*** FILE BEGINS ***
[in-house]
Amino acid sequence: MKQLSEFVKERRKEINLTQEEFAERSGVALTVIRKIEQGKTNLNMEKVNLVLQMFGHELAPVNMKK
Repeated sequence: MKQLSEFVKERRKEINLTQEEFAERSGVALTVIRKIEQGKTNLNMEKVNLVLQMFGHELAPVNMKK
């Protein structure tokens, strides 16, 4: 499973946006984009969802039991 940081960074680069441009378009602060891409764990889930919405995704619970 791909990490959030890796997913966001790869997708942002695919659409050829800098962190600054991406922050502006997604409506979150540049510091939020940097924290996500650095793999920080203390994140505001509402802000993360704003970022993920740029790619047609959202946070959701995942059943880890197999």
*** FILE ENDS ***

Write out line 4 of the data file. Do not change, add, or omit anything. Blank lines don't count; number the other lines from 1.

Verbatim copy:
């Protein structure tokens, strides 16, 4: 499973946006984009969802039991 940081960074680069441009378009602060891409764990889930919405995704619970 791909990490959030890796997913966001790869997708942002695919659409050829800098962190600054991406922050502006997604409506979150540049510091939020940097924290996500650095793999920080203390994140505001509402802000993360704003970022993920740029790619047609959202946070959701995942059943880890197999």